Environmental and Water Resources Engineering
The Environmental and Water Resources Engineering program at The University of Michigan is one of the most highly rated Environmental Engineering graduate programs in the U.S. The program offers a broad-based curriculum with opportunities for concentrated study in environmental chemistry, environmental fluid mechanics, hazardous substance treatment and control, subsurface fate and transport, pollution microbiology, resource development and management, water quality engineering, and atmospheric modeling. A perspective which stresses the integration of concepts from all of these areas of expertise provides graduates with excellent preparation for positions in professional practice, research, academics, or further educational pursuits. Nine major areas exist within the program:
Environmental Chemistry and Microbiology addresses the basic principles underlying natural chemical and microbial transformation phenomena. Emphasis is placed on theoretical and experimental approaches which strive to understand the behavior and fate of contaminants in the environment.
Hydraulics and Fluid Mechanics focuses on coastal engineering, steady and unsteady open channel flow, environmental fluid mechanics, and unsteady liquid and gas flows in pipelines.
Hazardous Substance Treatment and Control deals with the characterization, minimization, collection, treatment, recycling, utilization, and disposal of such materials and the laws relating thereto.
Management Policy and Economics activities include optimization techniques, economic evaluation, engineering design implications of resource management, policy issues, and risk-benefit analysis.
Surface and Groundwater Hydrology includes consideration of multi-dimensional unsteady flow, flow within porous media, and multiphase flow. Emphasis is placed on integrating studies in this area with contaminant fate and transport and site remediation.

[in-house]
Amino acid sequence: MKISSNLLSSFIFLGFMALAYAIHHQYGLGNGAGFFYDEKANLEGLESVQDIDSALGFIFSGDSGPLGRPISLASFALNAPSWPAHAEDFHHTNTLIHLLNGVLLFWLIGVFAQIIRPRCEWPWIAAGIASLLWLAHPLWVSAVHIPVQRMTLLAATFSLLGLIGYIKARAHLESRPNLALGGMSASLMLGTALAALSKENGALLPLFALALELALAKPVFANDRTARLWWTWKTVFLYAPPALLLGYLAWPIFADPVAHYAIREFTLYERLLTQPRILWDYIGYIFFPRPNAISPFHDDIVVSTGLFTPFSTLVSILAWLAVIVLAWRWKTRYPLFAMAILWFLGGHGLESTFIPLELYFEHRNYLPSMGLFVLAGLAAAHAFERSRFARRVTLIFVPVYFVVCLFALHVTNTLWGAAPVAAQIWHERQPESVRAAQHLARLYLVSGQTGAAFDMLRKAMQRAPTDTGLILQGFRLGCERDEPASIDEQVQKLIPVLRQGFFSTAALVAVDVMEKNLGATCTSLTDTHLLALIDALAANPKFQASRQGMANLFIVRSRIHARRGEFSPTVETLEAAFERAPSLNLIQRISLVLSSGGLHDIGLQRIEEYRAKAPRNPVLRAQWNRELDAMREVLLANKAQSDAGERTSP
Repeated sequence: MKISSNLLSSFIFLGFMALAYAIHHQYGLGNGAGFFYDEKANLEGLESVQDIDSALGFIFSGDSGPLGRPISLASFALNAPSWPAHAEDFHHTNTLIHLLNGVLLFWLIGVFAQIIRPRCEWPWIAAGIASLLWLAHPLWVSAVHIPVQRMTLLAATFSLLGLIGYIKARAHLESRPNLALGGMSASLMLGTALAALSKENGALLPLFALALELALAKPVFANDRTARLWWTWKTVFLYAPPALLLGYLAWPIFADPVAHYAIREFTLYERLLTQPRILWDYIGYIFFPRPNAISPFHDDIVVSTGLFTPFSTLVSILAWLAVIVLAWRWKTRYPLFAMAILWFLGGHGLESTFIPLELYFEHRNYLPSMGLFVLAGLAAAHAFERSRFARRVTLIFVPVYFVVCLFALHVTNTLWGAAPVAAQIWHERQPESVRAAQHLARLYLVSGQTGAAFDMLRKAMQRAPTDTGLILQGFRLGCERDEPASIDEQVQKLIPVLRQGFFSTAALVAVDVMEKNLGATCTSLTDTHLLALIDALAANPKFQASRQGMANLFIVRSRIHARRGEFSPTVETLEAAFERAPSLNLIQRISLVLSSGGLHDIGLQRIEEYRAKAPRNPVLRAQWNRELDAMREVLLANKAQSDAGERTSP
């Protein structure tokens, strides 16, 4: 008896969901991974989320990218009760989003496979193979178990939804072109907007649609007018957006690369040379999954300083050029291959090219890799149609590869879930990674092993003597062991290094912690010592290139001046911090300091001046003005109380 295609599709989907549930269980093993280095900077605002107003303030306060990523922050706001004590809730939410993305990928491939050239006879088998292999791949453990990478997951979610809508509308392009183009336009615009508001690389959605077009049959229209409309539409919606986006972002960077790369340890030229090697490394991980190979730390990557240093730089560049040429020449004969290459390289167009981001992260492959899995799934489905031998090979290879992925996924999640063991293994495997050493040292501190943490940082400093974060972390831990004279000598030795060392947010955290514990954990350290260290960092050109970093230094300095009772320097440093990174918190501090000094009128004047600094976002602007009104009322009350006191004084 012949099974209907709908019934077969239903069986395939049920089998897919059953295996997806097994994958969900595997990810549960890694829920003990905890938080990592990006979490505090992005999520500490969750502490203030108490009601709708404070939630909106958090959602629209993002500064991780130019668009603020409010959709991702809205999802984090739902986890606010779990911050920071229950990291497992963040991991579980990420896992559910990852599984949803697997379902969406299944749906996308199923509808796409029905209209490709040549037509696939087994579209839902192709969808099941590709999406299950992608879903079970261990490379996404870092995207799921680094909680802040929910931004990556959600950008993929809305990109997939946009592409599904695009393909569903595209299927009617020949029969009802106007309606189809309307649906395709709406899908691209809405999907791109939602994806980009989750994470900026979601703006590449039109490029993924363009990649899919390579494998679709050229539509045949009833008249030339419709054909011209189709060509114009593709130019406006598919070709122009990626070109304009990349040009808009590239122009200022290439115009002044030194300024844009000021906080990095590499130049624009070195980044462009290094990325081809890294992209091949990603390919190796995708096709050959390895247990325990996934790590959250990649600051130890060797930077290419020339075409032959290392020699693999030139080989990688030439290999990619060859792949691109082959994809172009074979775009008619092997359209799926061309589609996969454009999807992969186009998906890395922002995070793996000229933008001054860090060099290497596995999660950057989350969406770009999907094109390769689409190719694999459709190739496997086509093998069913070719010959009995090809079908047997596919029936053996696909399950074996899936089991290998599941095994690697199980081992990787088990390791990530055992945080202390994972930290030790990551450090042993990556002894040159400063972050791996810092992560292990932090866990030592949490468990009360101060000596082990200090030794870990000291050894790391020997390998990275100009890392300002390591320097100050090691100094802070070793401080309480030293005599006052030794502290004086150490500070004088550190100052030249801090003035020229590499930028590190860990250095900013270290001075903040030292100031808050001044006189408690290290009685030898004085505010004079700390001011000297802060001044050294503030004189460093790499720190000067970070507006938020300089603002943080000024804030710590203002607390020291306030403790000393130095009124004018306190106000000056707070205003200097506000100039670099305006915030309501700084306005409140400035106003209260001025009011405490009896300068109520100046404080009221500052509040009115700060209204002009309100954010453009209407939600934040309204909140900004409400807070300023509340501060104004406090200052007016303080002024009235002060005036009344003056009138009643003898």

Watershed Hydrology and Ecohydrology program studies watershed spatial hydrological and vegetation processes through a combination of numerical simulations, remote sensing, and field observations. The interdisciplinary approach links hydrology, micrometeorology, surface and ground water, ecology, and biogeochemistry, emphasizing the investigative power of quantitative mechanistic models.
Water Quality Engineering encompasses water supply, water pollution control, process engineering, and water quality modeling. Modeling and simulation are utilized for description and analysis of quality transformations and processes in natural waters and as a basis for performance prediction and design of water and waste treatment operations.
Atmospheric modeling in the department is focused on improving global and regional budgets of atmospheric greenhouse gases in order to better understand the current climate, predict future climates, and anticipate the impact of potential policy changes.
Geostatistical Modeling and Optimization aims to build stochastic models of contaminated sites and account for uncertainty in subsequent decision making, such as identification of contaminant sources, delineation of contaminated areas, design of remediation schemes, and prediction of the risk of breakthrough of contaminants.
Formal course offerings are supplemented by extensive research activities in each of the above areas, often involving combinations of numerical modeling, laboratory studies, and investigations at field sites. Many of the faculty are involved in the ongoing research programs of the Great Lakes and Mid-Atlantic Hazardous Substance Research Center, the NIEHS Superfund Research Center, and the National Center for Integrated Bioremediation Research and Development.